Still, it was not easy to sustain this every day. Regardless of my circumstances or conditions, I restrained my mind from wanting to go in the easier or more comfortable direction and forced myself to practice. In the beginning, it was a continuous battle. However, the more I continued to practice, the healthier and lighter my body felt, and the more the teachings of Truth, words from the sacred scriptures that were at first obscure to me, gradually became clearer and went into my heart. Although I have no doubt that this happened through meeting Shri Mahayogi and hearing the teachings various times, I also believe that the daily practice of asana gradually prepared me to be able to listen by stabilizing the breath and the mind. Having actually experienced the effects of asana practice motivated me to move on to the next level. Gradually, as I became familiar with the practice of meditation, my faith began to grow. Though I did not realize it at that time, asana established in me the foundation from which to move toward the Truth.

The Real Meaning of Asana

Some time after establishing a daily practice, planning my schedule around asana practice became relatively easier. Still,Yet, I found that asana was like a mirror that reflected my mind—the variable conditions of the mind were reflected directly in the way I coped with asana practice, in the depth of the breath, or in the degree of concentration. Asana was a constant battle to confront myself and rise above my limit. Doing that required strong will and persistence. I kept asking myself what I truly wanted—not only peace of mind, which was the initial reason for taking the classes, but something further and more precious...I started to will that one day “the realization of the Truth” would become the aim of my life. I continued to practice asana silently, sedulously and regularly, as if to fulfill my duty. It was quite plodding work.

While doing it, there was a period when, because of my physical condition, I could not practice asana. Suddenly, I lost the core of my life and my focus naturally shifted to daily activities. Then I realized that I could not say that I was truly practicing Yoga. As long as I practiced asanas, I felt that I practiced Yoga, but I realized that when I did not practice asanas, my mind was disturbed. Also, when I sat in meditation, concentration was difficult because of the rising of various thoughts. Through this, I understood how the mind and the body had been supported by the practice of asana until then. I felt the keen need to have the proper understanding of the original meaning of asana.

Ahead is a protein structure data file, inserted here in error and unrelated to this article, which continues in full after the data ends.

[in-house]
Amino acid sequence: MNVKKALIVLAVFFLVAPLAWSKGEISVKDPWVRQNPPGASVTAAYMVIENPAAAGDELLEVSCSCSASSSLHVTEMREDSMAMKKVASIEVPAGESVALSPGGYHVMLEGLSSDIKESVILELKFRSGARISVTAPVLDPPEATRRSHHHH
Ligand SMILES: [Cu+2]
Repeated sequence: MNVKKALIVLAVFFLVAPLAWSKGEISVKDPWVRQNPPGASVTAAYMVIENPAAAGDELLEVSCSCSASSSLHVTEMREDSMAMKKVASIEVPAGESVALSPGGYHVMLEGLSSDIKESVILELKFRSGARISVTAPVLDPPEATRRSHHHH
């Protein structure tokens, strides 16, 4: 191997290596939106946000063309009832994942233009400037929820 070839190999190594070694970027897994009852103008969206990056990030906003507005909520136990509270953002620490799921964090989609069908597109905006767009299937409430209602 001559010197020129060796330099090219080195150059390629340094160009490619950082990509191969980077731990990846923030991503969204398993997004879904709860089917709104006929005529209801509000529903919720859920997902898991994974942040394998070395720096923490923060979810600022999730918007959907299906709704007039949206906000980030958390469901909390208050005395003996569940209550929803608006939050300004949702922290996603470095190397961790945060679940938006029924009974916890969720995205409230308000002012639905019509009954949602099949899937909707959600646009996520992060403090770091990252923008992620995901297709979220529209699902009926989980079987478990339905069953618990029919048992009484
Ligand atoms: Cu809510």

Asana means “sitting pose.” Asana must be strong and comfortable. For this, many asanas have developed. All asanas are solely for this simple sitting pose, even if some look acrobatic.
— The Universal Gospel Of Yoga

The body created by the practice of asana is for sitting in meditation comfortably. I rediscovered the aim of Yoga that I mentioned at the very beginning—Realization of the Truth. I then understood that everything has to be directed only to that. I longed to deepen meditation, heighten passion and consistently see only Truth. The sense of duty that I felt toward the practice of asana became a sense of appreciation for the precious time of sadhana (spiritual practice) for my own sake.

Since then, my asana practice continues. Though I originally began practicing in order to be able to face and challenge myself, my attitude toward the practice shifted to joy and gratitude for Shri Mahayogi’s existence and for his great guidance.

Asana definitely balances the mind and body and prepares us to become ready for meditation, the next step. The greatness of this abundant wisdom can be experienced in anyone through actual practice. Asana is a fully blessed gift from ancient yogis, and from Shri Mahayogi.